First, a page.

Comity and ex turpi causa: Servier v Apotex [2012] EWCA Civ 593

How is the national character of patent protection to be reconciled with the transnational reality of patent infringement? The latest (final?) round of the perindopril litigation between Apotex and Servier raises this question in the context of monetary remedies. In Servier v Apotex [2012] EWCA Civ 593 the EWCA held that comity requires that English courts should not reward a litigant for acts that infringe foreign patents. On this central point the Court of Appeal agreed with Arnold J at first instance: [2011] EWHC 730 (Pat) (blogged here and here). Whether the doctrine of ex turpi causa, which was the focus of this litigation, is the appropriate doctrine to forge transnational consistency is a different question, with no clear answer.

Servier obtained a compound patent for perindopril in both Canada and Europe. The European compound patent expired in 2001. The corresponding Canadian patent was not granted until 2001, and will not expire until 2018. (Applicable Canadian law, since amended, provided for a term of 17 years from grant, and the application was delayed in conflict proceedings.) Servier was granted a further European patent for a crystalline form of perindopril in 2004. In 2006 Servier commenced an infringement action against Apotex based on the European crystalline form patent. Servier obtained an interlocutory injunction from Mann J [2006] EWHC 2137 (Pat), subject to the usual undertaking in damages. Servier’s European patent action ultimately failed as the crystalline form patent was declared invalid: [2008] EWCA Civ 445 aff’g [2007] EWHC 1538 (Pat). Apotex sought damages on the undertaking for the loss of UK sales. This was heard in June of 2008 and Norris J held that Servier was liable for £17.5 million: [2008] EWHC 2347 (Ch). Apotex’s loss was calculated on the basis that the perindopril would be manufactured at its facility in Canada and exported to the UK. However, at the same time Servier and Apotex were litigating the compound patent in Canada. On July 2, 2008 Snider J in the Canadian Federal Court held that the Canadian patent was valid and a year later the Canadian Federal Court of Appeal affirmed: aff'g 2008 FC 825 aff'd 2009 FCA 222. Thus it became clear that manufacture in Canada of the product which Apotex would have sold in the UK but for the injunction, would have infringed the Canadian patent.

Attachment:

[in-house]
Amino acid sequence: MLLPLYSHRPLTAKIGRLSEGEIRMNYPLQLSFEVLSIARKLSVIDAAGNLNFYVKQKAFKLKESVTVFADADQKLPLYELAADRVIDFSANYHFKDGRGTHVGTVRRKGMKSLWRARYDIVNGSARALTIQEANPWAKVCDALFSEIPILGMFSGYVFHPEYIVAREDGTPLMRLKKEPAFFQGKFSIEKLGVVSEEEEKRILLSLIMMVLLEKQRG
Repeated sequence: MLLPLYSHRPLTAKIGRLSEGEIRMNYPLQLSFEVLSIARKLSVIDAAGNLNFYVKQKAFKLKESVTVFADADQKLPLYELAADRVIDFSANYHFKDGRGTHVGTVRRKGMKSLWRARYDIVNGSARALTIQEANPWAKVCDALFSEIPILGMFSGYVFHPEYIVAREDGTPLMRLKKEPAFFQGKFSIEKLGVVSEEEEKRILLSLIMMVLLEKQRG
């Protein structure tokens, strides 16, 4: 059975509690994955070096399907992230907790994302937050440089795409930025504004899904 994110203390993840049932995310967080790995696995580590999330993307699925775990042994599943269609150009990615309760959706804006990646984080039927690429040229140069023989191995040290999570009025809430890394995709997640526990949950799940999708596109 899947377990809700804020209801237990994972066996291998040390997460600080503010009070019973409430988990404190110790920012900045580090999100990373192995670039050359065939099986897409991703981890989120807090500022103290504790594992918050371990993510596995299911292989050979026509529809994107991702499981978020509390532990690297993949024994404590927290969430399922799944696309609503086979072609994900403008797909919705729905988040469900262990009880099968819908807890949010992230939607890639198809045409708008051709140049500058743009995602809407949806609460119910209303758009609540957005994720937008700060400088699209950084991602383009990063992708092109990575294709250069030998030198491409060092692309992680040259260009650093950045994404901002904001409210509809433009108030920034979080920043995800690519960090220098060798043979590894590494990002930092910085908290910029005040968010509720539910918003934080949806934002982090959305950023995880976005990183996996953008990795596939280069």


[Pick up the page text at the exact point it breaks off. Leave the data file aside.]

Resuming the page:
After its success in the Canadian litigation, Servier sought and ultimately obtained permission to amend its pleading to raise new defences to Apotex’s claim on the undertaking: [2010] EWCA Civ 279. Servier made two arguments [22]:

firstly, that as a matter of public policy Apotex cannot claim damages for being prevented from selling a material whose manufacture would have been unlawful under the law of Canada (the "public policy" point); and secondly, that the damages awarded on the inquiry should be reduced to reflect the damages or profits that would have been payable by Apotex to Servier in Canada in respect of perindopril [] manufactured there (the "cost of manufacture" point).

In September of 2010 Lewison J made an order staying the determination of the "cost of manufacture" point. This led to the present case, in which the only point before Arnold J at first instance was the public policy point, which was treated as an application of the ex turpi causa rule. The arguments provided comprehensive principled analyses of that rule, and after a thorough treatment of the case law, Arnold J held that Apotex’s claim was barred by the ex turpi causa rule. The stage was set for the appeal to be a leading case on ex turpi causa.

This was not to be. The day before the appeal was due to be heard Apotex’s solicitors wrote to Servier’s solicitors accepting in principle that there should be deducted from the damages awarded on the undertaking an amount equal to what the Canadian court would have ordered Apotex to pay Servier in Canada for infringement of the Canadian patent in manufacturing and exporting products for sale in the United Kingdom market had there been no interlocutory injunctions preventing sales in the UK. In effect, before the Court of Appeal, Apotex conceded the “cost of manufacture point” which had not been in issue before Arnold J.

Relying heavily on this concession, referred to as the “paragraph 26 concession,” the Court of Appeal allowed the appeal, and held that ex turpi causa did not bar Apotex’s claim on the undertaking. As the Court explained at [88]: